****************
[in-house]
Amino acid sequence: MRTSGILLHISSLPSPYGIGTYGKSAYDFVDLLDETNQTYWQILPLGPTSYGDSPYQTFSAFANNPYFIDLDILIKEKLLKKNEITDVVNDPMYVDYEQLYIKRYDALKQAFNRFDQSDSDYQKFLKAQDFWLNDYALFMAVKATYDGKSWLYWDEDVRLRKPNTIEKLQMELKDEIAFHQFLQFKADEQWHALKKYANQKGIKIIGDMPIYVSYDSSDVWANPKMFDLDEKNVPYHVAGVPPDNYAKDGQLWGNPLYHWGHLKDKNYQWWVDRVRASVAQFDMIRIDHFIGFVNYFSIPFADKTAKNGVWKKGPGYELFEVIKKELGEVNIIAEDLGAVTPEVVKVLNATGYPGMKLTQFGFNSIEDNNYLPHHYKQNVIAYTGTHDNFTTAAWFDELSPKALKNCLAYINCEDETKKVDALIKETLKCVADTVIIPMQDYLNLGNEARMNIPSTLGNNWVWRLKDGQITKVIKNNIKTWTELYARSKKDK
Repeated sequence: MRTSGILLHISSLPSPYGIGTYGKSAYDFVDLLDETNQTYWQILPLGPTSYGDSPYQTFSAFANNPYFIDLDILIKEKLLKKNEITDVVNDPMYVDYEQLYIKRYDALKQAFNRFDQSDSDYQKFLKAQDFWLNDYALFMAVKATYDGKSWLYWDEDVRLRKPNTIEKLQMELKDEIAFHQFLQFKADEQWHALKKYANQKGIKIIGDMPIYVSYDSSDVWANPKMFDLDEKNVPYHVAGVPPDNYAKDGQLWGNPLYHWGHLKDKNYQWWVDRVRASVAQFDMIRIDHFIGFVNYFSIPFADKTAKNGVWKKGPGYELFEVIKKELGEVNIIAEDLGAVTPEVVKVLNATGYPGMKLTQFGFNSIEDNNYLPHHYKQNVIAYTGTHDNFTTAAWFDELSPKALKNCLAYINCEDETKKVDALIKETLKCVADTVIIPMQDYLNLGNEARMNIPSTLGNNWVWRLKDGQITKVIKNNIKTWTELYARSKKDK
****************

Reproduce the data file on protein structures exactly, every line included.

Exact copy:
[in-house]
Amino acid sequence: MRTSGILLHISSLPSPYGIGTYGKSAYDFVDLLDETNQTYWQILPLGPTSYGDSPYQTFSAFANNPYFIDLDILIKEKLLKKNEITDVVNDPMYVDYEQLYIKRYDALKQAFNRFDQSDSDYQKFLKAQDFWLNDYALFMAVKATYDGKSWLYWDEDVRLRKPNTIEKLQMELKDEIAFHQFLQFKADEQWHALKKYANQKGIKIIGDMPIYVSYDSSDVWANPKMFDLDEKNVPYHVAGVPPDNYAKDGQLWGNPLYHWGHLKDKNYQWWVDRVRASVAQFDMIRIDHFIGFVNYFSIPFADKTAKNGVWKKGPGYELFEVIKKELGEVNIIAEDLGAVTPEVVKVLNATGYPGMKLTQFGFNSIEDNNYLPHHYKQNVIAYTGTHDNFTTAAWFDELSPKALKNCLAYINCEDETKKVDALIKETLKCVADTVIIPMQDYLNLGNEARMNIPSTLGNNWVWRLKDGQITKVIKNNIKTWTELYARSKKDK
Repeated sequence: MRTSGILLHISSLPSPYGIGTYGKSAYDFVDLLDETNQTYWQILPLGPTSYGDSPYQTFSAFANNPYFIDLDILIKEKLLKKNEITDVVNDPMYVDYEQLYIKRYDALKQAFNRFDQSDSDYQKFLKAQDFWLNDYALFMAVKATYDGKSWLYWDEDVRLRKPNTIEKLQMELKDEIAFHQFLQFKADEQWHALKKYANQKGIKIIGDMPIYVSYDSSDVWANPKMFDLDEKNVPYHVAGVPPDNYAKDGQLWGNPLYHWGHLKDKNYQWWVDRVRASVAQFDMIRIDHFIGFVNYFSIPFADKTAKNGVWKKGPGYELFEVIKKELGEVNIIAEDLGAVTPEVVKVLNATGYPGMKLTQFGFNSIEDNNYLPHHYKQNVIAYTGTHDNFTTAAWFDELSPKALKNCLAYINCEDETKKVDALIKETLKCVADTVIIPMQDYLNLGNEARMNIPSTLGNNWVWRLKDGQITKVIKNNIKTWTELYARSKKDK